Google execs, director Cameron in space venture

SAN FRANCISCO Fri Apr 20, 2012 8:52pm EDT

Larry Page, Google co-founder, listens as Google CEO Eric Schmidt (R) talks to reporters at the Sun Valley Inn in Sun Valley, Idaho July 9, 2009. REUTERS/Rick Wilking

Larry Page, Google co-founder, listens as Google CEO Eric Schmidt (R) talks to reporters at the Sun Valley Inn in Sun Valley, Idaho July 9, 2009.

Credit: Reuters/Rick Wilking

Related Topics

SAN FRANCISCO (Reuters) - Google executive chairman Eric Schmidt and billionaire co-founder Larry Page have teamed up with "Avatar" director James Cameron and other investors to back an ambitious space exploration and natural resources venture, details of which will be unveiled next week.

The fledgling company, called Planetary Resources, will be unveiled at a Tuesday news conference at the Museum of Flight in Seattle, according to a press release issued this week.

Aside from naming some of the company's high-profile backers, the press release disclosed tantalizingly few details, saying only that the company will combine the sectors of "space exploration and natural resources" in a venture that could add "trillions of dollars to the global GDP." The Wall Street Journal reported Friday that Planetary Resources will explore the feasibility of mining natural resources from asteroids, a decades-old concept.

"This innovative start-up will create a new industry and a new definition of 'natural resources,'" according to the press release.

Planetary Resource was co-founded by Eric Anderson, a former NASA Mars mission manager, and Peter Diamandis, the commercial space entrepreneur behind the X-Prize, a competition that offered $10 million to a group that launched a reusable manned spacecraft. Other notable investors include Charles Simonyi, a former top executive at Microsoft, and K. Ram Shriram, a Google director.

The venture will be the latest foray into the far-flung for Cameron, who dived last month in a mini-submarine to the deepest spot in the Mariana Trench. The plot of his 2009 science fiction blockbuster film, "Avatar," concerned resource mining on alien planets.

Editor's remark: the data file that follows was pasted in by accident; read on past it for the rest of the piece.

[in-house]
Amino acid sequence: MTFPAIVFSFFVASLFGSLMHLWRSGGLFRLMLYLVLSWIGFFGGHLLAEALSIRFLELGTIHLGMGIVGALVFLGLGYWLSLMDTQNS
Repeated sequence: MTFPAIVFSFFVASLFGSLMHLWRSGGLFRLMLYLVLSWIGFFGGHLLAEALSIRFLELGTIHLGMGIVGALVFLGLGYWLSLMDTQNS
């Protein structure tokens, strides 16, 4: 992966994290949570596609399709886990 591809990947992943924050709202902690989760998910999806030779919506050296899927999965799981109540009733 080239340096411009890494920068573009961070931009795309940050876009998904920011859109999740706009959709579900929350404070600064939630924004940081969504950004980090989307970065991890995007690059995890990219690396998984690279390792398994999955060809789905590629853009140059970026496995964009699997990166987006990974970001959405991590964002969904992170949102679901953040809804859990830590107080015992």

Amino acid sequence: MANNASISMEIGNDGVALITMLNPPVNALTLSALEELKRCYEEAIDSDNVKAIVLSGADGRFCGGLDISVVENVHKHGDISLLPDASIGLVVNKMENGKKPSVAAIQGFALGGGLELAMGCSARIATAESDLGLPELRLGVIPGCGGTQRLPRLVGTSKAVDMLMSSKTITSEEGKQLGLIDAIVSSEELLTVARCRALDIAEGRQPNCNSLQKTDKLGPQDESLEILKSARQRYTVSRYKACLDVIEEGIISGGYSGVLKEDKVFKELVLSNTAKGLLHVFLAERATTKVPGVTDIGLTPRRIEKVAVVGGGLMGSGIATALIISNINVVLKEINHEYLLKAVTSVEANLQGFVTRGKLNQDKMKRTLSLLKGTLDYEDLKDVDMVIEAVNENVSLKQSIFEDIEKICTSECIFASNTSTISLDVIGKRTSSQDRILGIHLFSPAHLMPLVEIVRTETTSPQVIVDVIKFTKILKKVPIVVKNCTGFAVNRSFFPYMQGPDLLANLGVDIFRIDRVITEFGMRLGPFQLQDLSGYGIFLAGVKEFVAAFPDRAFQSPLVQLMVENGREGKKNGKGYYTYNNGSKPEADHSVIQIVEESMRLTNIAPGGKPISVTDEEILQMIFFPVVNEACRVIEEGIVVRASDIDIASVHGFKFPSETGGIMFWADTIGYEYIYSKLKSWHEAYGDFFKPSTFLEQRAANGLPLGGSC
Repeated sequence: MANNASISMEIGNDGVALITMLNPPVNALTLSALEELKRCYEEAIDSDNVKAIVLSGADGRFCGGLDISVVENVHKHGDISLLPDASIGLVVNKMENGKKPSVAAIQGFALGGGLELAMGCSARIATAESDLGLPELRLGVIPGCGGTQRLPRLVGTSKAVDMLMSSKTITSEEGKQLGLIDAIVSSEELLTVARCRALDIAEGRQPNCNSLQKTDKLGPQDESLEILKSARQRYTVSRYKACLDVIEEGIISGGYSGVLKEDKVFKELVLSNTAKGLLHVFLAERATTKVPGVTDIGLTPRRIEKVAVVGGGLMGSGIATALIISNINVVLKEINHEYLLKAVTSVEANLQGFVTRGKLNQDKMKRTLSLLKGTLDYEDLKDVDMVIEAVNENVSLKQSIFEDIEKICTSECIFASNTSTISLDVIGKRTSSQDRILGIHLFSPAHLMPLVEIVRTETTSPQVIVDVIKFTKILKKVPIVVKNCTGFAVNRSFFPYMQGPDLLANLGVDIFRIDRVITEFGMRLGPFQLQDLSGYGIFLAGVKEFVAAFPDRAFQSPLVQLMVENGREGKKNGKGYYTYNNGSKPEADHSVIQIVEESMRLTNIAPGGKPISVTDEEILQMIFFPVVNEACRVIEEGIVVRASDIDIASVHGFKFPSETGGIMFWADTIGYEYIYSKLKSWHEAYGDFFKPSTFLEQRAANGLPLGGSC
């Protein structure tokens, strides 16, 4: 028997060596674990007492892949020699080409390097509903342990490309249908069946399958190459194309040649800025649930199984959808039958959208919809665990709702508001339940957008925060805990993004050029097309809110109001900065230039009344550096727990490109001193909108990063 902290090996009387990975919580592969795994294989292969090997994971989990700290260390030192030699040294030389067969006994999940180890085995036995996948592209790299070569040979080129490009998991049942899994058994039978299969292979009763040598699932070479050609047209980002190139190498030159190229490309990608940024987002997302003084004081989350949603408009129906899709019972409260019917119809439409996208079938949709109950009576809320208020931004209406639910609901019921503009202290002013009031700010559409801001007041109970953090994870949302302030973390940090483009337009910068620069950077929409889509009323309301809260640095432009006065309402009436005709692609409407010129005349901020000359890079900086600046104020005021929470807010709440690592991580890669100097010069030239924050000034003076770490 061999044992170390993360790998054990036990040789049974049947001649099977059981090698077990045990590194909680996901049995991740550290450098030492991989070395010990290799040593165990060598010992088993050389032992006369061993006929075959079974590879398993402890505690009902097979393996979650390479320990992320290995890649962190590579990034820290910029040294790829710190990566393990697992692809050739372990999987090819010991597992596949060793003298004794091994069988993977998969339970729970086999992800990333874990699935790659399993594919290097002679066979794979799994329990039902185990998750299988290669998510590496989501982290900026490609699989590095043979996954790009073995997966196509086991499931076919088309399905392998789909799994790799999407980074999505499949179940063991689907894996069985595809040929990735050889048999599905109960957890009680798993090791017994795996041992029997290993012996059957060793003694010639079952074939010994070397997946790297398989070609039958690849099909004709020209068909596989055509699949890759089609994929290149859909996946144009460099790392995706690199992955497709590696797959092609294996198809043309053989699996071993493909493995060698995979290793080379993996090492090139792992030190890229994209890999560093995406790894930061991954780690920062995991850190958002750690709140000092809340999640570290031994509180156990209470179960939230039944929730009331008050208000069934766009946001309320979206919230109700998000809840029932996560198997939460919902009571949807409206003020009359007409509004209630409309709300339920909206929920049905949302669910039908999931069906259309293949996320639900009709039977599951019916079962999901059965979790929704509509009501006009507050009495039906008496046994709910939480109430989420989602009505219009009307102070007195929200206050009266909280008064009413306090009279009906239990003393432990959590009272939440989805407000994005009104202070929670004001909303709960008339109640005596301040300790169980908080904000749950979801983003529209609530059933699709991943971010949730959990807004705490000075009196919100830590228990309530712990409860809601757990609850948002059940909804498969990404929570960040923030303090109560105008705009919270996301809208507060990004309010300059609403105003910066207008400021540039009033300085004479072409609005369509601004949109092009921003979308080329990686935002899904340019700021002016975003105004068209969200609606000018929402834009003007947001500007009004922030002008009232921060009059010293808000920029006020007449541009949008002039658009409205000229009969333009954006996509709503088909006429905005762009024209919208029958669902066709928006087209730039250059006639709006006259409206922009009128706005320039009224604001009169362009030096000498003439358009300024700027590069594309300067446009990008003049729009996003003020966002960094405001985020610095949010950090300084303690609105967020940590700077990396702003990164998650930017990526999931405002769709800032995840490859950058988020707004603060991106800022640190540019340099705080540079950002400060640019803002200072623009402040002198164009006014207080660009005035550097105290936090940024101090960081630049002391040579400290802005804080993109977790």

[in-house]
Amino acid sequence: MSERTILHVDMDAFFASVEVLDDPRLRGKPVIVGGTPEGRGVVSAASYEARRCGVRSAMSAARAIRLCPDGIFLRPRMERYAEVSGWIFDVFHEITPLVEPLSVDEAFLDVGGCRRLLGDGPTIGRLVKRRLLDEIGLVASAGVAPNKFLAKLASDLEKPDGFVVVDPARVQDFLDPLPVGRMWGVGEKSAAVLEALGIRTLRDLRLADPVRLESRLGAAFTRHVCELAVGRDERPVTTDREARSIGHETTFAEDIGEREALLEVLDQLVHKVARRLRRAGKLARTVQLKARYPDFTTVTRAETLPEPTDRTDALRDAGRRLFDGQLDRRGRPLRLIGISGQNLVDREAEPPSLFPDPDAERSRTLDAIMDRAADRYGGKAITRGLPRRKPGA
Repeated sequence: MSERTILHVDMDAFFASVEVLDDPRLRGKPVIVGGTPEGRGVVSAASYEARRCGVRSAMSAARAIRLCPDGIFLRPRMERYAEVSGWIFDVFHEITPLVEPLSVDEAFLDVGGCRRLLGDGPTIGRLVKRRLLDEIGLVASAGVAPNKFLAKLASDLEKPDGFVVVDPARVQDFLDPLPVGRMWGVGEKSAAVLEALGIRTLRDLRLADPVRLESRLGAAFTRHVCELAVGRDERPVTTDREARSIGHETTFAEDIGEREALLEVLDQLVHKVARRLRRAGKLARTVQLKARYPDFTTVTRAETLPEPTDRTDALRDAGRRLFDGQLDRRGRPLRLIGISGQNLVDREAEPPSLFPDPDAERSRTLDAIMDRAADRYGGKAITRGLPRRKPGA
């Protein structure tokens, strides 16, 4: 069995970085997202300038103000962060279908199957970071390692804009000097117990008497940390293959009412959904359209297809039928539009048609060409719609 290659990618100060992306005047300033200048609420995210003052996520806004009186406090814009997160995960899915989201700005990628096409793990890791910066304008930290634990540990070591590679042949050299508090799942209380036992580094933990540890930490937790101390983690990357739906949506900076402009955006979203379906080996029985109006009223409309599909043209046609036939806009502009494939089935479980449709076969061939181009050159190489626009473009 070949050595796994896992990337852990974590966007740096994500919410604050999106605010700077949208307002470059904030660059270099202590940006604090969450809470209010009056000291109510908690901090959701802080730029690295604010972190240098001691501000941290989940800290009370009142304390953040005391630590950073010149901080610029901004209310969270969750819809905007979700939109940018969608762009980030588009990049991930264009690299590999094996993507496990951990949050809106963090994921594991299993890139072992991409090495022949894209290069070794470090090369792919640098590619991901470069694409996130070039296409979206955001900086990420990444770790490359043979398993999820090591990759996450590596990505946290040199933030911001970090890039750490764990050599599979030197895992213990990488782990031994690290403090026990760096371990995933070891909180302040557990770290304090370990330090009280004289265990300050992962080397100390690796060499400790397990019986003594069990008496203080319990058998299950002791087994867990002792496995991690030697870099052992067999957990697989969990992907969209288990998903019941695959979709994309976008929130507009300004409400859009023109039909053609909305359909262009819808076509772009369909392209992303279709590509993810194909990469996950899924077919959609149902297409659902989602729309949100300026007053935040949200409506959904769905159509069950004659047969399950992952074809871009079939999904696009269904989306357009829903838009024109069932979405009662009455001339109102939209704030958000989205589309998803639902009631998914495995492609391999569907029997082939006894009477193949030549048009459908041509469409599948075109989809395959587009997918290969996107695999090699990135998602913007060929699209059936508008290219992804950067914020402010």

(Reporting By Gerry Shih; Editing by Bernard Orr)

We welcome comments that advance the story through relevant opinion, anecdotes, links and data. If you see a comment that you believe is irrelevant or inappropriate, you can flag it to our editors by using the report abuse links. Views expressed in the comments do not represent those of Reuters. For more information on our comment policy, see
Comments (6) wrote:
Space venture will not be done by this kind of people. It will be done by different kind of people.

Apr 20, 2012 12:26am EDT  --  Report as abuse
explorer08 wrote:
At least they have the guts and vision to get something going. There will be many fits and starts over the next several decades, just as there were with other such ventures in human history but it is the continued effort that will result in eventual success. Most Americans, being cynical and inwardly focused, will ignore this venture or not even know about it. However, it is these courageous types of people that will help to drive us out into the solar system. History reveals that this is how these things work. We must rely on people with a long-term vision – - something our politicians of either party have none of.

Apr 21, 2012 9:11am EDT  --  Report as abuse
Marshallhagy wrote:
This is the best news I have heard in a long time. Best of luck to them, and I hope they get some competition as well.

Marshall Hagy

Apr 21, 2012 11:40am EDT  --  Report as abuse
This discussion is now closed. We welcome comments on our articles for a limited period after their publication.